Twelfth Night Turkey Pie

Christmas feasting

Feasting is a regular feature throughout the winter season for my family. There is just something about the combination of cold(ish) weather, and the seasonal festivities that bring about a need for warming, rich, feasts of delicious grub. 

On a normal year, which hasn’t actually happened in a while, myself and my siblings head over to my Mum’s house on Boxing Day (December 26th), which is also coincidentally my sister‘s birthday. Plenty of reasons to celebrate. In recent years, however, due to various travel plans and the like, we have sort of nudged this particular feast to a more convenient day. And since it has moved, one can’t really call it Boxing Day any longer. A few years ago, we started calling this anti-Boxing Day “The Christmas Remix”. Rather apt, don’t you think?

Said feast involves turkey and tomato soup, leftover cold turkey, stuffing, turkey pie, red cabbage, bubble & squeek, pickled onions, beetroot, Branston pickle, my annual teaspoon of Picallili (does anyone else only consume it once a year or is that just me?!), and usually a slice of Xmas pud. It’s the last hurrah before Christmas is officially put back in its box to hibernate until next year.

This year, we decided that it would be rather poinient to hold our Chrismtas Remix on the twelfth night, which concludes the 12th day of Christmas, and according to my old university friend, Wikipedia, “refers to the night before Epiphany, the day when the nativity story tells us that the three wise men visited the infant Jesus”. Now I wouldn’t describe myself as a particularly religious person, but I do love digging and delving to find out the meaning behind traditions. I think it brings a whole new level of meaning to occasions, and you end up find all sorts of wierd and wonderful factoids. One I also found this time round was that Shakespeare’s play of the same name (Twelfth Night) was written to be performed to mark the close of Christmas season.

I had planned on sharing my full Turkey pie recipe with you today, but I don’t have my quantities, oven temp, or cooking time to hand. Also – there are a few fiddly steps required to securing a puff-pastry lid, and I found myself a little caught up in the festivity of the moment yesterday, so failed on the pastry-lidding picture-taking front! Fear not, however. I’ll recreate the recipe in a few weeks using chicken instead.

But for now – if you’re interested in it’s ingredients, all it is 1 large brown onion, roughly chopped and softened in a pan, 1 pack bacon lardons (or about 5 rashers of bacon, chopped), 2 cloves of garlic, 1 pack of mushrooms, sliced, a small handful of chopped parsely, 2 handfuls of shredded cooked turkey (or chicken if you have no turkey), white wine (about 200ml), turkey stock (about 200ml) (or chicken), double cream or cooking cream (about 100ml) seasoning, plus cornflour or a butter/flour rue to thicken if needed (do give it a chance to bubble away and thicken on its own before thickening). For the top, I used a ready-made frozen puff pastry sheet (defrosted obviously), securing with an egg wash. These approximate quantities made 6 mini pies!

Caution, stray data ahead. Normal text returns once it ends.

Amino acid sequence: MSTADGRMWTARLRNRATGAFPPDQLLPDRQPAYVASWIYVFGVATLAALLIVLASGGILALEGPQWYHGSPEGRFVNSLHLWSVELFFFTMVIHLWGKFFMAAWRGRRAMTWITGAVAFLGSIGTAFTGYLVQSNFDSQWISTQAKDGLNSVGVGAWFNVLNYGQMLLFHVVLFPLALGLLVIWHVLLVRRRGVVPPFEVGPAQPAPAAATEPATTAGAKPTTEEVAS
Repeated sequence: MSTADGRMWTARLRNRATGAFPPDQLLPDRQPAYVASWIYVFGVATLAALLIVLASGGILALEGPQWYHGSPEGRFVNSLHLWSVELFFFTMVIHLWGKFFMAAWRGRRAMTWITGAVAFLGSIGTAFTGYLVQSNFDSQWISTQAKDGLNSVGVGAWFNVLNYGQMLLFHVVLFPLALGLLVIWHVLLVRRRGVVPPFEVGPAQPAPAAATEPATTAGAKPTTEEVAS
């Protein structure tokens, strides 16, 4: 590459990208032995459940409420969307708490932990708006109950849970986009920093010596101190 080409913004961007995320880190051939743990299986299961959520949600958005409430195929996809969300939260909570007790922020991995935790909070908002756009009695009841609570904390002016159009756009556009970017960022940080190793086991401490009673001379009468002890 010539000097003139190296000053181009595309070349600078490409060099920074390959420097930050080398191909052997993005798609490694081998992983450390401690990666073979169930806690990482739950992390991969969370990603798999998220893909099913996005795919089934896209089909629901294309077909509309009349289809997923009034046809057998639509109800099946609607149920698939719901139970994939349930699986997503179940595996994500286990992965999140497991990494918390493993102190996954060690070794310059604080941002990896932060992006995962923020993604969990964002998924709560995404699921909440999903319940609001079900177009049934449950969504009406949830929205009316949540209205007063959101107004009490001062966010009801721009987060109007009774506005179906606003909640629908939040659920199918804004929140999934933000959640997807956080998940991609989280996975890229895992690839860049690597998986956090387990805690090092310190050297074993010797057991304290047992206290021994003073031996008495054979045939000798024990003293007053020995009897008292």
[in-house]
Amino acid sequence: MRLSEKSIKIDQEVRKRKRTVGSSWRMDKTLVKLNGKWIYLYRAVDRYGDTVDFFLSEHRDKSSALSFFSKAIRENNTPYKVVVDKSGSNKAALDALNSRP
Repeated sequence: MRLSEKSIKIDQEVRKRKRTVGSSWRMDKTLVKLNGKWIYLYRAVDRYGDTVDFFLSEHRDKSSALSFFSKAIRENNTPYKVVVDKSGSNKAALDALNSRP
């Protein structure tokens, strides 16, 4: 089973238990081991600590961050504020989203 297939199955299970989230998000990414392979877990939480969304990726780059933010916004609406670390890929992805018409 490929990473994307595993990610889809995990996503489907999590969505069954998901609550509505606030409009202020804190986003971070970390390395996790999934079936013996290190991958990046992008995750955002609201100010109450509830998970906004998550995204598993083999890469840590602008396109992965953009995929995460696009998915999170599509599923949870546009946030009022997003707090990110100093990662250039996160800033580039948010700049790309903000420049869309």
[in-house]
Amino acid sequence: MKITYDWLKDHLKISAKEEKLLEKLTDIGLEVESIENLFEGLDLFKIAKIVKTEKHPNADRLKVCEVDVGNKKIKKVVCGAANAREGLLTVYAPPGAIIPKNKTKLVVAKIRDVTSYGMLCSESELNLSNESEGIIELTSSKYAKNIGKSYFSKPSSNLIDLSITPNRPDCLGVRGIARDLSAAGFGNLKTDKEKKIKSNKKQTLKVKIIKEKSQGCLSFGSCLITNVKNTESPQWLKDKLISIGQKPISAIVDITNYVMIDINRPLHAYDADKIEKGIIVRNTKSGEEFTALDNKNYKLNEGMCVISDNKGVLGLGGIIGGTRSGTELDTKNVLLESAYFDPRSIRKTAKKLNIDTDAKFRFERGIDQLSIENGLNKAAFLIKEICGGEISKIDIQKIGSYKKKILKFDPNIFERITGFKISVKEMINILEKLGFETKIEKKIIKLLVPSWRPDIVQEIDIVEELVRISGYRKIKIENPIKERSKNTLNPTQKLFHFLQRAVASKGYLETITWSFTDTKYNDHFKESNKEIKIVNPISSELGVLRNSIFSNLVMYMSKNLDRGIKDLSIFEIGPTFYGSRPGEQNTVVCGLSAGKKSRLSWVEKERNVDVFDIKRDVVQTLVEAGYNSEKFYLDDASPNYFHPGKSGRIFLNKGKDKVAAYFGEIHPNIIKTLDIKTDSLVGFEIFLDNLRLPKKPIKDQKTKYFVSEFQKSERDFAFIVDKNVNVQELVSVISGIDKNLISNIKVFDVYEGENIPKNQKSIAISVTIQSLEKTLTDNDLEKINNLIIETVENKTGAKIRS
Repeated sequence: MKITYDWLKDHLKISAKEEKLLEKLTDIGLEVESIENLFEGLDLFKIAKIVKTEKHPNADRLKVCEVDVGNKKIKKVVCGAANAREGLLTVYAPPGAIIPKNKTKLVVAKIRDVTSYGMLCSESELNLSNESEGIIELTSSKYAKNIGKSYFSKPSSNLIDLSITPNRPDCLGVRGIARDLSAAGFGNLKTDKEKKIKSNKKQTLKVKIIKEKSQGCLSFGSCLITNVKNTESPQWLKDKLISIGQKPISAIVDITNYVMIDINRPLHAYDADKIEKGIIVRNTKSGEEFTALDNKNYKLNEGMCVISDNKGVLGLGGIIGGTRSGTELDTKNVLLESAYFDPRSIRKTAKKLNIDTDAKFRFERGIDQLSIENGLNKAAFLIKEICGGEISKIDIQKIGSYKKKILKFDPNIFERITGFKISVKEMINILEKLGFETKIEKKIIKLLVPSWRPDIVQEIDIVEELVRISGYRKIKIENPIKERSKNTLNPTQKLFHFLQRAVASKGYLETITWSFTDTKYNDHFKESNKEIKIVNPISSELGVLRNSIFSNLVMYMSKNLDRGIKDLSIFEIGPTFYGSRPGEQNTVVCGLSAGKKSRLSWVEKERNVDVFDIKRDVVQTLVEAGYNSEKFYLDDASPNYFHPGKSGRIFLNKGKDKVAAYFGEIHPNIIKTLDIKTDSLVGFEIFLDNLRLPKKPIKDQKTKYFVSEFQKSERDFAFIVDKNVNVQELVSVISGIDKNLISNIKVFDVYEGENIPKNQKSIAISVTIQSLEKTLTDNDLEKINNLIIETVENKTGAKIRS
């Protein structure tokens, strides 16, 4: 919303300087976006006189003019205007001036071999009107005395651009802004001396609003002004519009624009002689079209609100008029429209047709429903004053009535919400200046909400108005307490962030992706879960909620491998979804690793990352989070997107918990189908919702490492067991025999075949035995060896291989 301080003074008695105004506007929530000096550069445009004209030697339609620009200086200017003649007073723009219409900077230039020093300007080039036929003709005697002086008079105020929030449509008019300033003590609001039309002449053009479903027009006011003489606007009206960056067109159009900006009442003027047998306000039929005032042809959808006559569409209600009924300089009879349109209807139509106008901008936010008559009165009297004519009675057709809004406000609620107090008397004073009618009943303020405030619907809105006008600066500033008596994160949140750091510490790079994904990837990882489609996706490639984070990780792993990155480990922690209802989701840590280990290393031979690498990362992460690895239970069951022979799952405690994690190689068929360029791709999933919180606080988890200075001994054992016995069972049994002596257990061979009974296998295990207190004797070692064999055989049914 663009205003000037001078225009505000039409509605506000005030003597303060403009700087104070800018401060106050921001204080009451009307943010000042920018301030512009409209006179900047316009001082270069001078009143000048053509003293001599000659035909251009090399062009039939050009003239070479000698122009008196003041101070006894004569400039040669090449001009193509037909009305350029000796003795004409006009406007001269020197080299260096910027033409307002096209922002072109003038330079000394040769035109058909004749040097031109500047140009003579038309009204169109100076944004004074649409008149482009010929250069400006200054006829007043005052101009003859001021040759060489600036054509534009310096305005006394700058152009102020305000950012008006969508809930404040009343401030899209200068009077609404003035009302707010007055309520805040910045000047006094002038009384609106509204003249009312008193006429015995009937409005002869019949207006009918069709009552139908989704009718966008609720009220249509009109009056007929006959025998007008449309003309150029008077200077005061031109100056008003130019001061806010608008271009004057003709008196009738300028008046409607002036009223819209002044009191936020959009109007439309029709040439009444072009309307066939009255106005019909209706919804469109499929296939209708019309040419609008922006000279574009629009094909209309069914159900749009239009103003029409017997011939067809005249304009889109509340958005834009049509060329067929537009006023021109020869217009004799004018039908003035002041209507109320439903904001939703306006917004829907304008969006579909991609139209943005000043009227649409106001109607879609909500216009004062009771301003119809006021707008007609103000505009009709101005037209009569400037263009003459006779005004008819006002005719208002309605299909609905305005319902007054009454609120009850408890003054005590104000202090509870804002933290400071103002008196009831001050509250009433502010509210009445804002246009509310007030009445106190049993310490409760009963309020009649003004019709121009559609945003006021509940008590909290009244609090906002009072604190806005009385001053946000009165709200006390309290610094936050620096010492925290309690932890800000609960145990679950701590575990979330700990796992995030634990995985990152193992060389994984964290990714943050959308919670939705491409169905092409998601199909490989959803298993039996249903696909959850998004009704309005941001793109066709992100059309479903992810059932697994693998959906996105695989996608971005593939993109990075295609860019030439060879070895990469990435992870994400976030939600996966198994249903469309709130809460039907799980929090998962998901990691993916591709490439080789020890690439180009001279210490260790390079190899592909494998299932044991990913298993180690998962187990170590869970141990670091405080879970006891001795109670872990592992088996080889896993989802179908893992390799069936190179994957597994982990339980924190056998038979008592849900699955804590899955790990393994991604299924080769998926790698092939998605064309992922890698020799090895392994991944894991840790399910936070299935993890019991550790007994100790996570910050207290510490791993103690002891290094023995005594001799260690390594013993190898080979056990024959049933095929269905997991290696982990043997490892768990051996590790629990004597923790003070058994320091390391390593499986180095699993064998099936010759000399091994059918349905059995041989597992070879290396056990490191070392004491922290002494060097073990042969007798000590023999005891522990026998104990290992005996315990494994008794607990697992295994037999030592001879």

Anyhoo – other that my mouth-watering images, below, that is all for today. I have some exciting sweet bakes planned this weekend, so watch this space!

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Mum loves a blackboard menu at the moment…so do I to be honest!

The red cabbage was the first thing to go on (other than the soup!). Just chop up your cabbage, add a peeled and chopped bramley apple, a clove-studded onion, and a good swig of white vinegar. Pop the lid on, and steam on a low heat for 30mins to an hour!

The red cabbage was the first thing to go on (other than the soup!). Just chop up your cabbage, add a peeled and chopped bramley apple, a clove-studded onion, and a good swig of white vinegar. Pop the lid on, and steam on a low heat for 30mins to an hour!

For those unaware, Bubble & Squeek is made from leftover Xmas day veggies - we had sprouts, carrots, potatoes, and parsnips, all masjed together!

For those unaware, Bubble & Squeek is made from leftover Xmas day veggies – we had sprouts, carrots, potatoes, and parsnips, all masjed together!

We decided to go all fancy shmancy and portion it out using rings...

We decided to go all fancy shmancy and portion it out using rings…

It turned out to be a rather excellent idea - much easier to flip!

It turned out to be a rather excellent idea – much easier to flip!

Turkey pie

I cooked the turkey pie fillinf in a large saute pan. I recommend using one with a lid.

Don't forget to eggwash your pies!

Don’t forget to eggwash your pies!

The smell as they were cooking was delightful!

The smell as they were cooking was delightful!

Hey presto - feast complete!

Hey presto – feast complete!

The obligatory annual teaspoon of picalilli!

The obligatory annual teaspoon of picalilli!

Filling revealed!

Filling revealed!

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We were all rater full by this point, but couldn’t say no to xmas pud on principal! So the mothership and I whipped up these bite-size plates – teeny tiny slice of pudding, double cream, whipped, and a couple of segments of clementine. The perfect ending!

Xmas pud

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3 thoughts on “Twelfth Night Turkey Pie

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